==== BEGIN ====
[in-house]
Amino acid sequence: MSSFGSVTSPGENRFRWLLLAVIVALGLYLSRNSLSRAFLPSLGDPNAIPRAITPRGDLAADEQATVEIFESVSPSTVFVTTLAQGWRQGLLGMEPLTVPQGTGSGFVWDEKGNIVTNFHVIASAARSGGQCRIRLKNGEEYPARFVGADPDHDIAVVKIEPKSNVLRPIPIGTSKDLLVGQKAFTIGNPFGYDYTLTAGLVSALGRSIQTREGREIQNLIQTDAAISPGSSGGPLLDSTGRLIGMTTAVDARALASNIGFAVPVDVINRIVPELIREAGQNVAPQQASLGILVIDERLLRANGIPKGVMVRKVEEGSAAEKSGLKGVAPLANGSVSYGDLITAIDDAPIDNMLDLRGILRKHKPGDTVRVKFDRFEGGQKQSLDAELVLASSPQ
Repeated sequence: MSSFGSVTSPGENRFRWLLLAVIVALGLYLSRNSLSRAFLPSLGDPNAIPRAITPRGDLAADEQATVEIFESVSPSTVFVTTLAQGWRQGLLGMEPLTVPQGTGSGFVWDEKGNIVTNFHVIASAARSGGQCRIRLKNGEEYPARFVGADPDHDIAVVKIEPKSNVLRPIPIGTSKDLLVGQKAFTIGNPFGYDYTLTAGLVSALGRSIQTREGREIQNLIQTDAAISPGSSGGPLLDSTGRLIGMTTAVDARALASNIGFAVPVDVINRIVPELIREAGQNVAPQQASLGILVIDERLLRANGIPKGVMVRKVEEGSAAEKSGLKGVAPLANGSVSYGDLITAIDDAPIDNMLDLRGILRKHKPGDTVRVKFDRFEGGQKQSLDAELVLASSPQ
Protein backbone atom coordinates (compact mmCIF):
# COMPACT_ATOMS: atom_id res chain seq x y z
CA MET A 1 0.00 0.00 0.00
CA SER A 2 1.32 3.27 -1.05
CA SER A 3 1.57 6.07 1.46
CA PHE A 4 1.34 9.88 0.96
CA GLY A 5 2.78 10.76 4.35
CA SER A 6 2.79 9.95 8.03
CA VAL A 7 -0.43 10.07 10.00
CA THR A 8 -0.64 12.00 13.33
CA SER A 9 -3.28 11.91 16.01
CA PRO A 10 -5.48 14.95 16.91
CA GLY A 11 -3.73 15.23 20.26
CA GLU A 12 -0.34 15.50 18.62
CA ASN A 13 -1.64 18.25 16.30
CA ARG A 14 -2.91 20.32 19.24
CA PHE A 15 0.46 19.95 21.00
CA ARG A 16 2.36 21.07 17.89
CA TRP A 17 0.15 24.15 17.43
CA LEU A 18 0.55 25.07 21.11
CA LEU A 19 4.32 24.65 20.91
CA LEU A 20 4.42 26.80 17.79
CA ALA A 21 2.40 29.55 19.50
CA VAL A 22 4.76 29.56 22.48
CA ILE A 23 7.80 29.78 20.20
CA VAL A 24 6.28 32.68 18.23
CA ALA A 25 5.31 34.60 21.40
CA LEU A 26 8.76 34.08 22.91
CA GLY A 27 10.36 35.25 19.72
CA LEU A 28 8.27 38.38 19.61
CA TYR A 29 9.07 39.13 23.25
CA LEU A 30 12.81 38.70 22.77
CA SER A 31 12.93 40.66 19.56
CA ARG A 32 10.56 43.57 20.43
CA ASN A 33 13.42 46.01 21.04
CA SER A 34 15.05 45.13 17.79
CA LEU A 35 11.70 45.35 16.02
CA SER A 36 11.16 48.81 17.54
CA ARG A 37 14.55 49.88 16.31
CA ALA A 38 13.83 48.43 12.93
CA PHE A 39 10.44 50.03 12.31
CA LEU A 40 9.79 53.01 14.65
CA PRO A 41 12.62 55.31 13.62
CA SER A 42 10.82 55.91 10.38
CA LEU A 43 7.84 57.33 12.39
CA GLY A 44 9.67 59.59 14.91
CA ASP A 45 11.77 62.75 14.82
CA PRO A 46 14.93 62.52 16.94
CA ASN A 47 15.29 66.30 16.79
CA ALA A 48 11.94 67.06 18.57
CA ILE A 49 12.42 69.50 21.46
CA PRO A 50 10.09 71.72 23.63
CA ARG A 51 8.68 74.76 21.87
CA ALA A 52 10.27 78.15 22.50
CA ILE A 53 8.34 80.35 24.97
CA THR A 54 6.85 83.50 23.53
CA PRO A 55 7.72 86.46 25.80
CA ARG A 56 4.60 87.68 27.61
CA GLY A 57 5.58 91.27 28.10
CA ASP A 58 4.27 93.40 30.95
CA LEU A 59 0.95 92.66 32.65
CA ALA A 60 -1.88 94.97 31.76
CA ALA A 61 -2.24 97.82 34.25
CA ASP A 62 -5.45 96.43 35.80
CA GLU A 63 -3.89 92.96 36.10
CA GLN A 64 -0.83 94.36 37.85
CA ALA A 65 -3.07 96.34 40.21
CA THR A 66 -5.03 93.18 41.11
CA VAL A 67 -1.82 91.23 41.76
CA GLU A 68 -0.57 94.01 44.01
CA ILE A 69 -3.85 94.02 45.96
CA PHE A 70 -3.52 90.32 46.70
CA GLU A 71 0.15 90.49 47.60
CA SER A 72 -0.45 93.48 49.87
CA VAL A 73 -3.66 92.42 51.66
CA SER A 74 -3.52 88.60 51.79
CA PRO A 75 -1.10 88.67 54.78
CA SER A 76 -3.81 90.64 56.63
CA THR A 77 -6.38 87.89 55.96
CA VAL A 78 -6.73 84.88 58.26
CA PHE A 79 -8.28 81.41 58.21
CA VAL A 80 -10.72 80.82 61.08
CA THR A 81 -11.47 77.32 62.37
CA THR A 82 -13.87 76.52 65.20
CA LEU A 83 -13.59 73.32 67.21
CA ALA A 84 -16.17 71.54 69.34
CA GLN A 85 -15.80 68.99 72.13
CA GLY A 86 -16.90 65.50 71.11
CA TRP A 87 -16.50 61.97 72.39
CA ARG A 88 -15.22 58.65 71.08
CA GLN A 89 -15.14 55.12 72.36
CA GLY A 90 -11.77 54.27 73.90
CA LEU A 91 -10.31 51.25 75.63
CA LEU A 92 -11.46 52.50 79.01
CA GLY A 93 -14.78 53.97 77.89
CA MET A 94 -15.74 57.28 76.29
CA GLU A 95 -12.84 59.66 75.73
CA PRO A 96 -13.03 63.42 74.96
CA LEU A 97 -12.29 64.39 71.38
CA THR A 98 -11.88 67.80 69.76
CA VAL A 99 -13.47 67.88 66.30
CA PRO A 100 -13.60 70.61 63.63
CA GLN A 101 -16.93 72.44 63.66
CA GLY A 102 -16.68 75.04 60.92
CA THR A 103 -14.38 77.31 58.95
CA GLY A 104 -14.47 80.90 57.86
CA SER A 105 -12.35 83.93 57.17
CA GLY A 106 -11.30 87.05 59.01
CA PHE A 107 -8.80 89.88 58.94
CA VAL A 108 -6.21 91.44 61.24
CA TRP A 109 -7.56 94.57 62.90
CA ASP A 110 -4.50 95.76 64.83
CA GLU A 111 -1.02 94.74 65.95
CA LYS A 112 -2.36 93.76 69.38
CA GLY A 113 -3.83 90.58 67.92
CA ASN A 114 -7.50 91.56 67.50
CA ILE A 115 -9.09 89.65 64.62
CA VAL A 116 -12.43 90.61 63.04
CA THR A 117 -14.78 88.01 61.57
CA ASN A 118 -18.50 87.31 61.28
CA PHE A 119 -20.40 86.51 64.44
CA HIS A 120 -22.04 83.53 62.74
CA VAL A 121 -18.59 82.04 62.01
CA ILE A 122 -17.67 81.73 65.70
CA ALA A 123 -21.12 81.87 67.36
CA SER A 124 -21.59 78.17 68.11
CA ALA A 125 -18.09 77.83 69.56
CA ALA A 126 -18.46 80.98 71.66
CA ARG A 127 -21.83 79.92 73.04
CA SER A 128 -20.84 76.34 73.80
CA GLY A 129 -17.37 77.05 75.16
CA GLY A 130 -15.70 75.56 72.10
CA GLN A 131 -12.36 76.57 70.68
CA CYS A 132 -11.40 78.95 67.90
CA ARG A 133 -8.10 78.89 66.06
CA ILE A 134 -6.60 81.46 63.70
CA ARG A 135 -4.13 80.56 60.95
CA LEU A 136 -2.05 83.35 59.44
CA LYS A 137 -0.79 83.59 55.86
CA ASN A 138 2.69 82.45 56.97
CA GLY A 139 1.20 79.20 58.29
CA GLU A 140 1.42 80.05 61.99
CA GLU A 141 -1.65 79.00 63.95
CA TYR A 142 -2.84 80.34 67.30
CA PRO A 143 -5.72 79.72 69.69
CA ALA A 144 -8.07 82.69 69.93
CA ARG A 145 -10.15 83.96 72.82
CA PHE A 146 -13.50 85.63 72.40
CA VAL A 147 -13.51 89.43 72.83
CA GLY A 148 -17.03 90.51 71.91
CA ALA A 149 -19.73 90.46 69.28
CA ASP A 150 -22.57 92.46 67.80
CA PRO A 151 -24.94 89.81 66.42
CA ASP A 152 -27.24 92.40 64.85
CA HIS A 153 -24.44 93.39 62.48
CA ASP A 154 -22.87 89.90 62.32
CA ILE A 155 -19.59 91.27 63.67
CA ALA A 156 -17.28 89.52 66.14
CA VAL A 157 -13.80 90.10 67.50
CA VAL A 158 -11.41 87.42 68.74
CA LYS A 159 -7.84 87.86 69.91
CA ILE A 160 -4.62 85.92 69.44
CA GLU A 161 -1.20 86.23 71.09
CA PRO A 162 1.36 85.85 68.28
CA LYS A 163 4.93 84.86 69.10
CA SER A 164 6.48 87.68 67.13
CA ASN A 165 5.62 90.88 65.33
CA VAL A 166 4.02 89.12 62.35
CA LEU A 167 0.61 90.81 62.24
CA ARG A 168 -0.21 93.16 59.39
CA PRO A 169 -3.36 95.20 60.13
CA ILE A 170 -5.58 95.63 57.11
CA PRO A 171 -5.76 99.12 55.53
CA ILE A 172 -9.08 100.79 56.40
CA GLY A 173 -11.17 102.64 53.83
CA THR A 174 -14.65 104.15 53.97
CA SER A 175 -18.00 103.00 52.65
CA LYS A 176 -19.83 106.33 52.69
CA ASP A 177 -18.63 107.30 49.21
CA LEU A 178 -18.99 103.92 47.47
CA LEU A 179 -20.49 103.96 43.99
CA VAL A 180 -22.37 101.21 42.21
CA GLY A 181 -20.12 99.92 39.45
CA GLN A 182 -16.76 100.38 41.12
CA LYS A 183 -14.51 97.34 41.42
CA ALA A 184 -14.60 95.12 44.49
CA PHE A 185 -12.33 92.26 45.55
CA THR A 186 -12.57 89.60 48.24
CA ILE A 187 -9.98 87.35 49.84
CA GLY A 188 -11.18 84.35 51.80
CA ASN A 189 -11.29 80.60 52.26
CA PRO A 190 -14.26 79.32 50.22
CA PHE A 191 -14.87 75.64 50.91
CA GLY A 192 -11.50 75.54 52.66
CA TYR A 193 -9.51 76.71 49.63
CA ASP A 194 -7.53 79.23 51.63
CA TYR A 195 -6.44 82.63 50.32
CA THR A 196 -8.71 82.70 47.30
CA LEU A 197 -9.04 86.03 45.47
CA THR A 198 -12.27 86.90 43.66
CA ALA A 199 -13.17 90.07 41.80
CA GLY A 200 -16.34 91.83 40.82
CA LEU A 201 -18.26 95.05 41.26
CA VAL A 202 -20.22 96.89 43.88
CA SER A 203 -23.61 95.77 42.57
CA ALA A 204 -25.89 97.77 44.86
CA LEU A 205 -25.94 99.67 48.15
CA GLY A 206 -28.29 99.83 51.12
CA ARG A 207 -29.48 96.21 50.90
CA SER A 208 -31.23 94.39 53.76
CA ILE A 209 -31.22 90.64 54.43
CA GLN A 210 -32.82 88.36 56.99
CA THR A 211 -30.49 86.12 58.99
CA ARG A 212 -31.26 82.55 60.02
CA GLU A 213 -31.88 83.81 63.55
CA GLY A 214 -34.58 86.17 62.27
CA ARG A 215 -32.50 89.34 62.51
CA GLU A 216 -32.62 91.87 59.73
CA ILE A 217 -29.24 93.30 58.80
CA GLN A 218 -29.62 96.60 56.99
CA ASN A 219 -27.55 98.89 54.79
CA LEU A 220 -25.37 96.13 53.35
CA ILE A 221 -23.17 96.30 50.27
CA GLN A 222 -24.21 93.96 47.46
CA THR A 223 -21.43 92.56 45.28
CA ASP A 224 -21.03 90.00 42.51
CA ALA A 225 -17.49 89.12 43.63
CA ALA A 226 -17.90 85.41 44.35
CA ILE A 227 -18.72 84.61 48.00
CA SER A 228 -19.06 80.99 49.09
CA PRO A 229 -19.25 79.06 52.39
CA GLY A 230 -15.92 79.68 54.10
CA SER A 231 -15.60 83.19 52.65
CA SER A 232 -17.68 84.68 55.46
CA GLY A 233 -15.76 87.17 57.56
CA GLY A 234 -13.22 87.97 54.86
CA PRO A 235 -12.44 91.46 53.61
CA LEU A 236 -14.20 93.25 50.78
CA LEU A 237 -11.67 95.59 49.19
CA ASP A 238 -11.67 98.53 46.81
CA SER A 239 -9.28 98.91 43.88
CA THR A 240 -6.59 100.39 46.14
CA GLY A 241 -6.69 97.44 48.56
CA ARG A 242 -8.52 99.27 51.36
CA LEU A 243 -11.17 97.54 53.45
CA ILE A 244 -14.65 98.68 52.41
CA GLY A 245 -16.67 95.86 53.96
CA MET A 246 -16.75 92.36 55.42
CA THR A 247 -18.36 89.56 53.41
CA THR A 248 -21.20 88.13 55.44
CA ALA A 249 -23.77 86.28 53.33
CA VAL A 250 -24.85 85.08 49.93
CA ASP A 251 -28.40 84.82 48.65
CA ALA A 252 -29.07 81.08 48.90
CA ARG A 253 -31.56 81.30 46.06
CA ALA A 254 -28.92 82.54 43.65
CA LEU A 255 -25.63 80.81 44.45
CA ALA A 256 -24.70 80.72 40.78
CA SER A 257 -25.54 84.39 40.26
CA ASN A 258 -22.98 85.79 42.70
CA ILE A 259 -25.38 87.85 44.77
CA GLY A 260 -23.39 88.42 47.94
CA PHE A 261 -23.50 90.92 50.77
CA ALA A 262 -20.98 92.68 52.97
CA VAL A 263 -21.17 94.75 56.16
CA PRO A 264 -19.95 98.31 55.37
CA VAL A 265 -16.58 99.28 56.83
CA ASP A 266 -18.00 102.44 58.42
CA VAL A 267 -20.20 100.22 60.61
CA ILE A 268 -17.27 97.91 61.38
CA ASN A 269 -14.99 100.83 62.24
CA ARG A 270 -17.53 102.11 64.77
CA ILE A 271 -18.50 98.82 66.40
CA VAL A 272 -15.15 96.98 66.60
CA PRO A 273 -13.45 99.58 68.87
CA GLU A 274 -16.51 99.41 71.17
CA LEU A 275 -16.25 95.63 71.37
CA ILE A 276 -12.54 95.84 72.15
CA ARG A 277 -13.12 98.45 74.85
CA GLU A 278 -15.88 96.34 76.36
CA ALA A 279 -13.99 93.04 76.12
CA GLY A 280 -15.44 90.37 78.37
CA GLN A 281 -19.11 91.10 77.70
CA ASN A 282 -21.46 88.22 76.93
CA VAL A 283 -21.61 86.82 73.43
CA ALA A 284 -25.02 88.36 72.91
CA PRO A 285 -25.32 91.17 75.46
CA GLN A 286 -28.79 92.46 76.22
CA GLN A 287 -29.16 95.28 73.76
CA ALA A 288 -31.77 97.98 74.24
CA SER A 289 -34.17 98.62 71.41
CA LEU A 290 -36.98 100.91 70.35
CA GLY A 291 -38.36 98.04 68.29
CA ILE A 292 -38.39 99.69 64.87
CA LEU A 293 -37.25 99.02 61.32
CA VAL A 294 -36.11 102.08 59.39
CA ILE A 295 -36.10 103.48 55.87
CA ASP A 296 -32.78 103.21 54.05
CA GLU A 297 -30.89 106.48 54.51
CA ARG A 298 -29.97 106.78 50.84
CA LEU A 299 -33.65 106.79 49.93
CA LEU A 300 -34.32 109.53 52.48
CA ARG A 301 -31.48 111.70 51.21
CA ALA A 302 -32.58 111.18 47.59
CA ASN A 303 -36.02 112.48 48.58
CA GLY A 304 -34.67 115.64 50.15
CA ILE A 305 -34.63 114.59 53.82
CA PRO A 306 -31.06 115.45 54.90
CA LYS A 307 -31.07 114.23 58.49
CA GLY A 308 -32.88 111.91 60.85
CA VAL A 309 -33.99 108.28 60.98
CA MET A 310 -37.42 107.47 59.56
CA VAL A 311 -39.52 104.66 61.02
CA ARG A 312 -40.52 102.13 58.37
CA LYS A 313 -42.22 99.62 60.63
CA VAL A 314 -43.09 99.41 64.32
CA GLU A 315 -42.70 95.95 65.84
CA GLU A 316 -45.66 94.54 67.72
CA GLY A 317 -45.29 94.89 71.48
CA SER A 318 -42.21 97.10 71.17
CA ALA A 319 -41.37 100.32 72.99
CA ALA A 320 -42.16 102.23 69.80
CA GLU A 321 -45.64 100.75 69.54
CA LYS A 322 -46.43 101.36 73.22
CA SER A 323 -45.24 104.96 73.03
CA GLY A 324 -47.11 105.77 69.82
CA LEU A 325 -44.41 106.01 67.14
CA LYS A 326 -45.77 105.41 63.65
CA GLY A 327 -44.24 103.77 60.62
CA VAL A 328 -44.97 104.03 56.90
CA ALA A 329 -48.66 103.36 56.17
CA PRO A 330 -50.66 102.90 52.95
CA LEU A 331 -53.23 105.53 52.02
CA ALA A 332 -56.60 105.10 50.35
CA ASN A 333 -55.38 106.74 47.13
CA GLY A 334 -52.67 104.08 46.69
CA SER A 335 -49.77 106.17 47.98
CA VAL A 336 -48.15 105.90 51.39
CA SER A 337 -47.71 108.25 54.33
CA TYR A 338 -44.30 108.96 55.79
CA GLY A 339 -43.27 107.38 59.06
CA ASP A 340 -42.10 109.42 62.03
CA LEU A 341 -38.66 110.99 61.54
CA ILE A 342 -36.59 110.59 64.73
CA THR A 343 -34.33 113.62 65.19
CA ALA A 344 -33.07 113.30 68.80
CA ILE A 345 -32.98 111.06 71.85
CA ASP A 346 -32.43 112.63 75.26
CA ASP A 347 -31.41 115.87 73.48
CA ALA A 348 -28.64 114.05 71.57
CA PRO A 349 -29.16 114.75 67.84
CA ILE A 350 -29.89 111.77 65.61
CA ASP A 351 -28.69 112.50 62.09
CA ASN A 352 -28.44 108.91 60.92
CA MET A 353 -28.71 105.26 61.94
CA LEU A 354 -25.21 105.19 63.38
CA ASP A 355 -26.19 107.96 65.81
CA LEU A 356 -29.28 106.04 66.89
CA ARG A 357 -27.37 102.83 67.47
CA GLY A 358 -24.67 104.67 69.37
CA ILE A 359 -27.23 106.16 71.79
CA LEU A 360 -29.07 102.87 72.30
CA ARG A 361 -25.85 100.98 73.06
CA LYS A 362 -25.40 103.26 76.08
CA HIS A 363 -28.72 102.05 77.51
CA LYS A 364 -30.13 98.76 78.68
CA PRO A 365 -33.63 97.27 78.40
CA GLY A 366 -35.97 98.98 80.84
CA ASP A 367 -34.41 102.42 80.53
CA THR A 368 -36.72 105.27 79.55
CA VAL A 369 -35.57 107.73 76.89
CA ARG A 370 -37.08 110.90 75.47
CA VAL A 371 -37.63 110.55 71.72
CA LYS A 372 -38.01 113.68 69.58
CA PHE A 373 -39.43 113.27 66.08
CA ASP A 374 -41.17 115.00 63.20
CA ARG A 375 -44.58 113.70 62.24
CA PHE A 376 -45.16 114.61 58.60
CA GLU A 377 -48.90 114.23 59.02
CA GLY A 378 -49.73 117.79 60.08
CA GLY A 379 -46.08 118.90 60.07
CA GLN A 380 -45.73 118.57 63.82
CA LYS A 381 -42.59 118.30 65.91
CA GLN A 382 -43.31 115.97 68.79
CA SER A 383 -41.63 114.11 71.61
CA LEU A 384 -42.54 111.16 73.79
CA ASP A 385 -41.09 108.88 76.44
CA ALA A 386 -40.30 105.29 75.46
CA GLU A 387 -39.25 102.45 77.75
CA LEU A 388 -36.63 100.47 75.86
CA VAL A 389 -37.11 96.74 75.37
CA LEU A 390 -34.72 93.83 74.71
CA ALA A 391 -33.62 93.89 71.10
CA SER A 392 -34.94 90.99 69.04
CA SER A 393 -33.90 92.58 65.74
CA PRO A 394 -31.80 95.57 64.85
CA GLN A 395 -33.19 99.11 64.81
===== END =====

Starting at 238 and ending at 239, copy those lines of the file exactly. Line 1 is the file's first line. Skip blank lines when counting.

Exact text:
CA GLY A 233 -15.76 87.17 57.56
CA GLY A 234 -13.22 87.97 54.86